Six Types of Bed Exercises for RA
Rheumatoid arthritis is known to affect multiple joints and organs; it is a chronic inflammatory disease that causes pain, fatigue, and loss of mobility. In fact, it has been associated with a work disability in the United States. Studies indicate that those with RA for over 10 years have a higher chance of work disability – as high as 50 percent.
Can being active help reduce disability? Maybe, maybe not. However, it can make you feel a bit better – especially if you’re active daily.
So, what about exercises that can be done first thing in the morning – in your own bed?
Exercise in Bed – What?
Erin Carr, DPT (Doctor of Physical Therapy) at Akasha Center for Integrative Medicine in Santa Monica, California, states, “These exercises can help women with rheumatoid arthritis get out of bed and get through the day more easily.”
Exercising first thing in the morning allows the joints to become “lubricated” as the fluids in the joints are replaced by the movement. In addition, blood supply is increased to the joints – this increased circulation provides additional oxygen and nutrients.
So, why not just get out of bed, roll out a yoga mat, and get moving?
Stephen Soloway, MD, and rheumatologist at Arthritis and Rheumatology Associates in Vineland, N.J., “It’s hard to get patients to do their exercises regularly, so if they’re already lying down, chances are higher they’ll do them because they’re already in the position to do so.”
So… why not do bed exercises for RA!
Easy Bed Exercises for RA
Now that you understand the benefits of doing morning exercises for your joints, here are some six bed exercises you can do every morning to get your body moving and lessen the pain from RA morning stiffness.
The cannonball strengthens the pelvic floor muscles. Strengthening the pelvic floor is key in strengthening the core – it helps to keep the spine aligned.
In order to do the cannonball:
- Lie on your back in your bed.
- Bring your knees to your chest.
- Place your hands on your thighs, then try to push your legs away while simultaneously resisting with your legs.
Perform this exercise for 10-15 seconds, eventually attempting to increase the hold for 60 seconds.
The bridge strengthens the hips, which are often weak in those with rheumatoid arthritis. They are also extremely important for many of the actions that we do each day, such as walking, standing, and using stairs.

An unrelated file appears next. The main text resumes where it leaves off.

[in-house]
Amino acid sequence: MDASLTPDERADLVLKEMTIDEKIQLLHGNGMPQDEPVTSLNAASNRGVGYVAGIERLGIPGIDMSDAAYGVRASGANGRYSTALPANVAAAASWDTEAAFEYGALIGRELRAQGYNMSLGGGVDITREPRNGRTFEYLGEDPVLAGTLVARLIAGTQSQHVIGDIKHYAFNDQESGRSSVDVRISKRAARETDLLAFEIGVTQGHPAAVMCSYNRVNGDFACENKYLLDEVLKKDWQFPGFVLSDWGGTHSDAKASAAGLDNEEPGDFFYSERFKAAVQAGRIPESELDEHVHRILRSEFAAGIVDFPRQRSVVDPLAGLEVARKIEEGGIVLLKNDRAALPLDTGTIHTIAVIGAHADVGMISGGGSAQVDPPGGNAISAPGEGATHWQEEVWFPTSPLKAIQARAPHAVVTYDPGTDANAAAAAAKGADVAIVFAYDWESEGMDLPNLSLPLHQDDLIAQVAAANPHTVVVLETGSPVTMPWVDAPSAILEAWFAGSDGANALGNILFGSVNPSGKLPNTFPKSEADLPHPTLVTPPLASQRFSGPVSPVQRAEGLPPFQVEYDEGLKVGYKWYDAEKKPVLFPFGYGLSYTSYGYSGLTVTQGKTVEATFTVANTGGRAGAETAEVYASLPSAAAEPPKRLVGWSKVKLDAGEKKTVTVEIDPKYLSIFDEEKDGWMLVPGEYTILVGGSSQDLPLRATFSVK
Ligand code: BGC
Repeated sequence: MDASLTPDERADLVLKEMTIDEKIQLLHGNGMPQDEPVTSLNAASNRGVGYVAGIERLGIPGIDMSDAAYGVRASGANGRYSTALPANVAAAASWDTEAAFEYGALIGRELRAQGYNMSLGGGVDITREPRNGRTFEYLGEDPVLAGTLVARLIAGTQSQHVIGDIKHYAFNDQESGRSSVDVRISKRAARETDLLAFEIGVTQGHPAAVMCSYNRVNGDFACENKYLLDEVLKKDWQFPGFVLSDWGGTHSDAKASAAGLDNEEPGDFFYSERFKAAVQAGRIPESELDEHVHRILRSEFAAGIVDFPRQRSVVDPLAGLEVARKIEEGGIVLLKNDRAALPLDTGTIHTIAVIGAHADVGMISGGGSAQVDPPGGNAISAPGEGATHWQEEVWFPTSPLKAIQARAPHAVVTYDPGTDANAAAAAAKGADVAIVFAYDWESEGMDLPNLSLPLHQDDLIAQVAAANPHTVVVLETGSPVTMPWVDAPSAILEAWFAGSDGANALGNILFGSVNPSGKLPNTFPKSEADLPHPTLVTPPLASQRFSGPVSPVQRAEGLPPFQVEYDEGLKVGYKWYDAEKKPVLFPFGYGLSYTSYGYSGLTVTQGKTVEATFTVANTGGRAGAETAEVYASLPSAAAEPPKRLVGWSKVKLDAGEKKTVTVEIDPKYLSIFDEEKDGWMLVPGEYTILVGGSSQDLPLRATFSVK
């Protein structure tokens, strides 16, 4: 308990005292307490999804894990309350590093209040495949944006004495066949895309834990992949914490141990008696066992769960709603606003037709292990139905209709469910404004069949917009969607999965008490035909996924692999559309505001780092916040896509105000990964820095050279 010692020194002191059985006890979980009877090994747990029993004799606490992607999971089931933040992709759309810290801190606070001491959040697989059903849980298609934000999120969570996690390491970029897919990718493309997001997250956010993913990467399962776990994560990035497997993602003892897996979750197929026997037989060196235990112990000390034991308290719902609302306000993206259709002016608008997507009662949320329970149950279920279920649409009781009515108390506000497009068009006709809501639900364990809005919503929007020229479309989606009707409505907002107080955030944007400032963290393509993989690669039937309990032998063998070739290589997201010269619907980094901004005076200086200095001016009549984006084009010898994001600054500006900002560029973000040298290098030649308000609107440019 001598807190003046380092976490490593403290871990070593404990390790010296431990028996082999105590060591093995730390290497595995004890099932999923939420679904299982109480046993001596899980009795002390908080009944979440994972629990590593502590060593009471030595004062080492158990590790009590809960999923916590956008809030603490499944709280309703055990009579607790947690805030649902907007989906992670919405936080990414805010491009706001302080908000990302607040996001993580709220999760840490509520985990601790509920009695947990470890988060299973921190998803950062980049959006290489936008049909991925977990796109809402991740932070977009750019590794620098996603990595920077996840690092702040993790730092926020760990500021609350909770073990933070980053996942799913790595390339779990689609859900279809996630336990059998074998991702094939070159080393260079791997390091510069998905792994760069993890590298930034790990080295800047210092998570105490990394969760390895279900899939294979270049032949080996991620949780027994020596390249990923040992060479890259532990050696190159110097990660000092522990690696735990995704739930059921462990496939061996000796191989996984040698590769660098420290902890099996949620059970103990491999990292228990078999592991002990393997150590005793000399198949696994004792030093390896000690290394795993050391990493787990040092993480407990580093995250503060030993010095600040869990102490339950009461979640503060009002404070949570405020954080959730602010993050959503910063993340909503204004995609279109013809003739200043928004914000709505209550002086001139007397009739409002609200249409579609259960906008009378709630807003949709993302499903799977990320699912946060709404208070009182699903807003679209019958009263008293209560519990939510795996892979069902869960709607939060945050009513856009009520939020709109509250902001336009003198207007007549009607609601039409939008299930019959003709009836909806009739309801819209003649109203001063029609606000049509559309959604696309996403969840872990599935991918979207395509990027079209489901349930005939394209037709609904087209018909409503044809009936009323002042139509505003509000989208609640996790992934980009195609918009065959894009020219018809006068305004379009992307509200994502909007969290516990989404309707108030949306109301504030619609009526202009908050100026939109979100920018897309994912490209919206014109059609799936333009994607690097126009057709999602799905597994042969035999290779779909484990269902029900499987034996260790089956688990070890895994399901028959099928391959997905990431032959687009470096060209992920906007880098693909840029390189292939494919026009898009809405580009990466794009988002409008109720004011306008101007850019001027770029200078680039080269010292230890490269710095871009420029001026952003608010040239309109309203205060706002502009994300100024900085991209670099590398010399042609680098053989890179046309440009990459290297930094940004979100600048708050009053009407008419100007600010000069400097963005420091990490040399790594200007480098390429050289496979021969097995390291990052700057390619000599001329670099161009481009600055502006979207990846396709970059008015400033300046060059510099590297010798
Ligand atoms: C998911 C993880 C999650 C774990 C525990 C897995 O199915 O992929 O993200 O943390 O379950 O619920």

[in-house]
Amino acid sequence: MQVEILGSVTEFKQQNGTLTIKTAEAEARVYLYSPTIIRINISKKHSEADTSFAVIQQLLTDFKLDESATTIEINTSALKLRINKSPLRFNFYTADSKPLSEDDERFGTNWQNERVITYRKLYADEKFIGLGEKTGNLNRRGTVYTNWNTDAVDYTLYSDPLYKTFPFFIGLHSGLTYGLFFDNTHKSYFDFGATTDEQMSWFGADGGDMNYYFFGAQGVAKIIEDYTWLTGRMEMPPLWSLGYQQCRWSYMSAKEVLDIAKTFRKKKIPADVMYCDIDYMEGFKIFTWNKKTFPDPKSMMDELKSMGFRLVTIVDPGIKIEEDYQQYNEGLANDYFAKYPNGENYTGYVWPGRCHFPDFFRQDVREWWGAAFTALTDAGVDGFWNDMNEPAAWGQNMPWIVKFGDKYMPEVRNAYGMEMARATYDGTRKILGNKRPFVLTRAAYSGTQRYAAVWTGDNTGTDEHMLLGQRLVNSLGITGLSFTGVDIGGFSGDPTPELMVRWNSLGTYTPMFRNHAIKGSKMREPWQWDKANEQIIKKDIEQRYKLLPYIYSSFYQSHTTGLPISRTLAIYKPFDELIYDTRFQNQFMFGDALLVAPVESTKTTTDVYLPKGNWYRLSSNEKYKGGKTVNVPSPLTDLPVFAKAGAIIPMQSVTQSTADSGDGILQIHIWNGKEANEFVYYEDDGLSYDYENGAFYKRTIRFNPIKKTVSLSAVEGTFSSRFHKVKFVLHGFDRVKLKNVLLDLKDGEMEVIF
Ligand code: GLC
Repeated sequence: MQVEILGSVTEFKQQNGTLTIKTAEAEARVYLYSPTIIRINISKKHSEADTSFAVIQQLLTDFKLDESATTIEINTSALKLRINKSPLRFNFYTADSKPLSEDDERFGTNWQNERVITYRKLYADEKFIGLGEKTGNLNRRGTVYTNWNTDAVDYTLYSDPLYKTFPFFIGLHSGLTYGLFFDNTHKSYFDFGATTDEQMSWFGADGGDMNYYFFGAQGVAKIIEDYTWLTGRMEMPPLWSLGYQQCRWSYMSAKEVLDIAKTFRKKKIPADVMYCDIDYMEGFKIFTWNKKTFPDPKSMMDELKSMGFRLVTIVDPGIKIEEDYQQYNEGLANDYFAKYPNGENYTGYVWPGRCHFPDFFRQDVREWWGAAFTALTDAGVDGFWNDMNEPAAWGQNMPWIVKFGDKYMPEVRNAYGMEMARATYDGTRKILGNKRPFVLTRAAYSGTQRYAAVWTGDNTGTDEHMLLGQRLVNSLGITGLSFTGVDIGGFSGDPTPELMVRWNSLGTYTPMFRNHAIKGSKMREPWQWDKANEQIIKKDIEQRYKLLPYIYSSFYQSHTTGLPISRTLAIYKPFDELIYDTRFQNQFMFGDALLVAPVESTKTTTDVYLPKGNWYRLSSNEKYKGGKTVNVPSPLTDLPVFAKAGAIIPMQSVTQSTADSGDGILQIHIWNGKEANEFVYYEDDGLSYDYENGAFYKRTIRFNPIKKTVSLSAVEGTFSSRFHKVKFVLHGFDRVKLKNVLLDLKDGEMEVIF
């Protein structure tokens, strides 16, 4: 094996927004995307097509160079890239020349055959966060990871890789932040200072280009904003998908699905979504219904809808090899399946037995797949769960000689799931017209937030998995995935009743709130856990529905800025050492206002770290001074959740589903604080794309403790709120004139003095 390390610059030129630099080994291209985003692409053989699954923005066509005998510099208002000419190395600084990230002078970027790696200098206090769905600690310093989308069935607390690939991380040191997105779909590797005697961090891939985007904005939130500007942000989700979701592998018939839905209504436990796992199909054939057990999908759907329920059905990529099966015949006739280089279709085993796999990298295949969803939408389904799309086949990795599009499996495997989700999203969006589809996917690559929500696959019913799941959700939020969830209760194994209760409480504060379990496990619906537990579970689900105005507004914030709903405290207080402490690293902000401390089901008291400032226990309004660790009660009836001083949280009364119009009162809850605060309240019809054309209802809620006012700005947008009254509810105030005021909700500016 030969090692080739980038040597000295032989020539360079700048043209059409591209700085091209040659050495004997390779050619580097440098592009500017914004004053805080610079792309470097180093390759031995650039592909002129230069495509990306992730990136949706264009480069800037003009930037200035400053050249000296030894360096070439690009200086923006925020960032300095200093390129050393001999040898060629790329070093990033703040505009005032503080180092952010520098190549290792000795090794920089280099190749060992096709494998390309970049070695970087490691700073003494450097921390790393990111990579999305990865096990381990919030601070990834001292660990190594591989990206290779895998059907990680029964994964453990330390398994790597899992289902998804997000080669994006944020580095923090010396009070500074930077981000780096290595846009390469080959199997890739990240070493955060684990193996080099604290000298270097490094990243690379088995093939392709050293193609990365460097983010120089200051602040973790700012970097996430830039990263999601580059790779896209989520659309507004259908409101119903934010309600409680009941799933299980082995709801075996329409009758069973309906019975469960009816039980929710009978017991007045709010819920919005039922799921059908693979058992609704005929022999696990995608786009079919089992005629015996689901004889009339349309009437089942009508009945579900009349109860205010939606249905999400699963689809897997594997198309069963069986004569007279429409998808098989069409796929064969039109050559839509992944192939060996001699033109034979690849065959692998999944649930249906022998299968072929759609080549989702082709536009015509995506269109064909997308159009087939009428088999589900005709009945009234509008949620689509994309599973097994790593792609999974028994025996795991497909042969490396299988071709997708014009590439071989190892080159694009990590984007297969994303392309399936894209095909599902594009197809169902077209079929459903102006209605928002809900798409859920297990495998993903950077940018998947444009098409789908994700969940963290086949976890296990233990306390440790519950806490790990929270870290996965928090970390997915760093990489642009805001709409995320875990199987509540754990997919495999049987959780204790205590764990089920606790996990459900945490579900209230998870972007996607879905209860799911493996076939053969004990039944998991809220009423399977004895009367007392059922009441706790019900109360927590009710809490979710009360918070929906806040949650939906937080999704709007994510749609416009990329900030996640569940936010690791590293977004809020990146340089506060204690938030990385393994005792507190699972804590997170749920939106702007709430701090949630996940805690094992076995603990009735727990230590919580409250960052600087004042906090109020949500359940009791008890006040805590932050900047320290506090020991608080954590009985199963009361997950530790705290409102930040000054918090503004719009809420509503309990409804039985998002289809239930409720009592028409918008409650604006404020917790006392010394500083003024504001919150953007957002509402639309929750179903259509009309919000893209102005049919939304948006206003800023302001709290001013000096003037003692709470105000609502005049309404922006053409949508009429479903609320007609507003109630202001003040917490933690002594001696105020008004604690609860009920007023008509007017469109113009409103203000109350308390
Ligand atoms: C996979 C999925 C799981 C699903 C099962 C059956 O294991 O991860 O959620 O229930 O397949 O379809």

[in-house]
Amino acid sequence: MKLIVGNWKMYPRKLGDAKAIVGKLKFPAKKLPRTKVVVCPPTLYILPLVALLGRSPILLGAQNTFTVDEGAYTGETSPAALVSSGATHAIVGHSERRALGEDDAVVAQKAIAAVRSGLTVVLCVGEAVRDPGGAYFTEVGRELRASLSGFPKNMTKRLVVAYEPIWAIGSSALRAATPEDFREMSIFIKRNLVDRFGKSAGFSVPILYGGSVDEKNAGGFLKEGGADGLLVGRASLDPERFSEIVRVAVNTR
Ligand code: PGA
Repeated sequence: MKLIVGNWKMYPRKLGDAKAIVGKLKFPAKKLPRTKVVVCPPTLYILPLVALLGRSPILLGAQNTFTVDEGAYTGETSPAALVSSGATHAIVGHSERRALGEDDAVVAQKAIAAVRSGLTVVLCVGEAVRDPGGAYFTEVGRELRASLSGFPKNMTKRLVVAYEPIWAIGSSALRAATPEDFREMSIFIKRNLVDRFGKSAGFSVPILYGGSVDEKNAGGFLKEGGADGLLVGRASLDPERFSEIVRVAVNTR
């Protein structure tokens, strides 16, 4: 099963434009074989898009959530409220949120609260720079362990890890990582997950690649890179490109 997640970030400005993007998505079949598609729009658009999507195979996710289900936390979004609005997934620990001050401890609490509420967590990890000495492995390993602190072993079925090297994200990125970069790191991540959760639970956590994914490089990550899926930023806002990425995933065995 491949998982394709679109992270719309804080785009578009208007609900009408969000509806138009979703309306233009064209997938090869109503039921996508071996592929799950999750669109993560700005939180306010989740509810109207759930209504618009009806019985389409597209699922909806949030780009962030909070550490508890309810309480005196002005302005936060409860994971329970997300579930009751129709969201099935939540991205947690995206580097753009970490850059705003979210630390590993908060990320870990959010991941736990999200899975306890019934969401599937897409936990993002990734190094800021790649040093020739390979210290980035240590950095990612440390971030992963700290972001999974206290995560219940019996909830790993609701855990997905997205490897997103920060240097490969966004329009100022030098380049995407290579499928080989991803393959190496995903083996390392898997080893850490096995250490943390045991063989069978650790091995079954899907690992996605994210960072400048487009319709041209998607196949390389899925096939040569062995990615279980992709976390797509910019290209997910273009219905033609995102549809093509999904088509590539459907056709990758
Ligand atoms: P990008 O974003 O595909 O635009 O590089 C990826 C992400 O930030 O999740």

- While lying in bed, plant your feet near your buttocks. Your feet should be approximately hip-width apart.
- Place your hands near your sides, then raise your bottom off the bed and squeeze your glutes.
- Hold the bridge for 2-3 seconds (longer if it feels good) and then slowly lower your bottom back to the bed.
Repeat about 10 more times, increasing to 30 repetitions as able.
Naomi Sophia Call, a seasoned yoga instructor, uses child’s pose as a beginning “bed” yoga posture for her patients at a chronic pain rehab clinic in the Scripps Health Network.
About yoga in bed, she states, “I’ve taught this to patients with debilitating pain and even people in their 90s, and the change in their flexibility and demeanor—they used to look so contracted—is dramatic.”
To do child’s pose:
- Sit upright on your heels in your bed.
- As you exhale, bend forward at the hips, reaching forward with your hands. Your forehead should bow towards your head, with your chest dropping towards your thighs.
You may place a pillow under your head, as well as under your buttocks to become more comfortable.
To maintain range-of-motion in the legs, perform the following exercise.
- Lying on your back with legs outstretched, lift one leg off the bed, bending the knee.
- Swing the leg with the bent knee back and forth, like a pendulum on a clock. This motion should be done within your range-of-motion.
When doing this exercise, the back should remain straight, and the pelvis should remain grounded into the bed.
Repeat 5-10 times, and then perform the exercise on the opposite leg.
Sitting on the edge of the bed, ensure that your feet are planted firmly on the floor. If your bed is too tall, get a footstool so that the feet are planted firmly.
- Lift the arms in front of you, then reach towards the ceiling.
- Bring the arms down and behind you.
Repeat these “shoulder swings” 3-5 times.
As the hands and wrists are often sore for people with rheumatoid arthritis, performing exercises to the wrist joints may help. This exercise can help lubricate the nine tiny bones of the wrist.
- Move your wrists up and down as far as possible.
- Move each hand in a circular fashion, both clockwise and counterclockwise.
Perform these exercises on the opposite hand, doing the exercises 5-10 times each on both hands.